One way of dealing with this problem is to suggest that instead of conscripting school leavers into care service, the service could be built into schooling and spread throughout adult life. This could take the form of care modules, summer placements, or both. Indeed, in several countries, home economics is part of the curriculum and high-school children are taught how to plan cheap and healthy meals, how to care for infants, and so on. Adult citizens could choose to spread their care duties over several years, either by doing care work on a weekly basis, or spending a month each year working for a caring organization. This would both normalize care duties and make it less of an imposition on young citizens. But this would also necessitate certain reforms in the labour market. Employers would need to make space for workers to fit in their care duties in whichever way they saw fit—early finishes, days off, an extra month off in the summer, and so on.

The regulation of employment conditions would thus be an important part of the proposed reform. The building of care duty into the terms of employment would enable the development of caring as a norm. Each employee—male or female—will have care duties of some sort at most points in their career, whether it is performing their citizen duties, doing their share of the housework, bringing up children, or looking after special needs children, the sick, or elderly relatives. If everyone is expected to care, employers must revise certain habits too, such as compulsory late finishes, or early starts, as well as revising certain gendered expectations of what a dedicated worker behaves like.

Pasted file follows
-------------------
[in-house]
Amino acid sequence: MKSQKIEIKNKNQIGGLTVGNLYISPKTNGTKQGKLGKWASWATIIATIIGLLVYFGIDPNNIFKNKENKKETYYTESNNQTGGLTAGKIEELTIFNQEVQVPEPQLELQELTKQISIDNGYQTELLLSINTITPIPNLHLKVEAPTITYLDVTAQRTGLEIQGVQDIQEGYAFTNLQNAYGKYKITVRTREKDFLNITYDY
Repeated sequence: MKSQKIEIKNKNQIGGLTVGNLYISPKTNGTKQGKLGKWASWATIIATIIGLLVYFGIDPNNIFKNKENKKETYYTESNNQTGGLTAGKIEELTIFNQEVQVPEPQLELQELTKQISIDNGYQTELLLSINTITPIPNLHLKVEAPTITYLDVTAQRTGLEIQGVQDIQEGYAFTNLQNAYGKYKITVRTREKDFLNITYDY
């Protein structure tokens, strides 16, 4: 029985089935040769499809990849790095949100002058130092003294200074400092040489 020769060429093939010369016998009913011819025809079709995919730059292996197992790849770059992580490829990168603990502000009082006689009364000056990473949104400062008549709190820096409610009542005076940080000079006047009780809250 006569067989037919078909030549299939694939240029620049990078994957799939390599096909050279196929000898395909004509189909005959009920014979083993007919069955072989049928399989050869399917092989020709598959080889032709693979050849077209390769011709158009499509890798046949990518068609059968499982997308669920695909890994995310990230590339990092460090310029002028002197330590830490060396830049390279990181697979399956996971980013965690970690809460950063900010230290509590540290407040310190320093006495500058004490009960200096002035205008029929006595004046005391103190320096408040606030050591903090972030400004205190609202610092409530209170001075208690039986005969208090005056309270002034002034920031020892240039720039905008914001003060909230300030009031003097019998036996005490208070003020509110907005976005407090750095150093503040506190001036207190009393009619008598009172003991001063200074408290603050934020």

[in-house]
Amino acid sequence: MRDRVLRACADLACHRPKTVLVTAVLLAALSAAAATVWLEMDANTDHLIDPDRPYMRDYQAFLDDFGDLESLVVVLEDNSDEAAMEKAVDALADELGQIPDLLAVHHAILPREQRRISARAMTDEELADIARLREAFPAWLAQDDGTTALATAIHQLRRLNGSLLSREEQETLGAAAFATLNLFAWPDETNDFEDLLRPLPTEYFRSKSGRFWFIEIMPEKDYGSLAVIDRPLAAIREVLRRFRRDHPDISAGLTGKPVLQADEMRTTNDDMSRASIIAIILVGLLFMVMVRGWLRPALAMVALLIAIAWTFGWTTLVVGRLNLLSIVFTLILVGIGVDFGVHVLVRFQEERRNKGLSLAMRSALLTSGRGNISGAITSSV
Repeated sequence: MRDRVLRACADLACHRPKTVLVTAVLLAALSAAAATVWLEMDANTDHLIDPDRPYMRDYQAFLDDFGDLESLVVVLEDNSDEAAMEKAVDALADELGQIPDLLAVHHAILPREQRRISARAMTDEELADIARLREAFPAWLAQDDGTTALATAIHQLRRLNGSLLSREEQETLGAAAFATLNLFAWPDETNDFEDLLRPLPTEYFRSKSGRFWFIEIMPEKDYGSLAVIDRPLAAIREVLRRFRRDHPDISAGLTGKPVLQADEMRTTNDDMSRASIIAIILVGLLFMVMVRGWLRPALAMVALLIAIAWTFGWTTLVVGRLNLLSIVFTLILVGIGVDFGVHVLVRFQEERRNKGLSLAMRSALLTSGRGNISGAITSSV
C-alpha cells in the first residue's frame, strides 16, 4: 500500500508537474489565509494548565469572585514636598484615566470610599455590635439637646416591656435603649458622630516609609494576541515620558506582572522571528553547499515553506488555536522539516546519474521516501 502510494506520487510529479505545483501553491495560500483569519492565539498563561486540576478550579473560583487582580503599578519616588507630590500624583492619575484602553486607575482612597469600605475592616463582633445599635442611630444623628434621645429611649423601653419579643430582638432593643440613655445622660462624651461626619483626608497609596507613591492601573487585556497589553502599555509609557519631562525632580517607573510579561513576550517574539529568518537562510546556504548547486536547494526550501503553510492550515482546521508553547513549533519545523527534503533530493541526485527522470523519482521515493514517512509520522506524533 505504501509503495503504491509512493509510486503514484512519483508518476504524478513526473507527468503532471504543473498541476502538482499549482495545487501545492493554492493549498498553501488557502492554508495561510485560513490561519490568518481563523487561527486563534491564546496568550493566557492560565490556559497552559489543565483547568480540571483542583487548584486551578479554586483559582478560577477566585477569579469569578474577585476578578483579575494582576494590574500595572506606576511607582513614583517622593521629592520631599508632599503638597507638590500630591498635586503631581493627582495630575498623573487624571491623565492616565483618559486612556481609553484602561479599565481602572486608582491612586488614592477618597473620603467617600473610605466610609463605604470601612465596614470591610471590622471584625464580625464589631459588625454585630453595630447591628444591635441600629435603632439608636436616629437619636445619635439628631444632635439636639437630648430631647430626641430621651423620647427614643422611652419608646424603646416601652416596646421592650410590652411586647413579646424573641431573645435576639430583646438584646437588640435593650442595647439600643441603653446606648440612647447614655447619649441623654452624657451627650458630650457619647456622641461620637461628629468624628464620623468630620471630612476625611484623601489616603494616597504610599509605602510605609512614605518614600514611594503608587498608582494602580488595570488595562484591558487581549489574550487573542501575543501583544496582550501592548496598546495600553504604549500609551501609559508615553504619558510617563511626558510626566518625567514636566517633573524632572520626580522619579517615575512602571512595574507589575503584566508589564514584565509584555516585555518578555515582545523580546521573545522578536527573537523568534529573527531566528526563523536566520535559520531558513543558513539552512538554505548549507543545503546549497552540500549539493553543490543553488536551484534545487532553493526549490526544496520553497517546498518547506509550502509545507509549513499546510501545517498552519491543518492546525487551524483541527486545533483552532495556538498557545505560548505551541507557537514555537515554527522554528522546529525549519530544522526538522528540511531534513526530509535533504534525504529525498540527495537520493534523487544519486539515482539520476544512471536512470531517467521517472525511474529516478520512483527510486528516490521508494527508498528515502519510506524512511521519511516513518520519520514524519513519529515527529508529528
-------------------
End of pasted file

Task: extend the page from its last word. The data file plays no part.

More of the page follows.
One immediate benefit of such a scheme is that more carers would be available to help parents and those looking after the long-term ill. If a citizen chooses to work one day a month over a period of ten years as a relief carer for disabled children, for instance, they might become paired off with a family who desperately needs someone they can trust and rely on to be around for a significant period of time. A more general benefit is this: Teaching everybody to do care work will eventually destroy the myth that only women can do the washing up properly, change nappies, or get up in the night to calm a baby. Instead, it will be viewed as work that requires training, and therefore work that calls for compensation as well as recognition—both necessary steps towards greater gender equality.

Sandrine Berges is Assistant Professor of Philosophy at Bilkent University. This post is based on her paper ‘Is Not Doing the Washing Up Like Draft Dodging? The Military Model for Resisting a Gender Based Labour Division, published in the Journal of Applied Philosophy. Her research focuses on feminist history of philosophy, social and political philosophy, virtue ethics and ancient philosophy.

Image credit: Emilio Moreno, ‘Shadow Play Still’.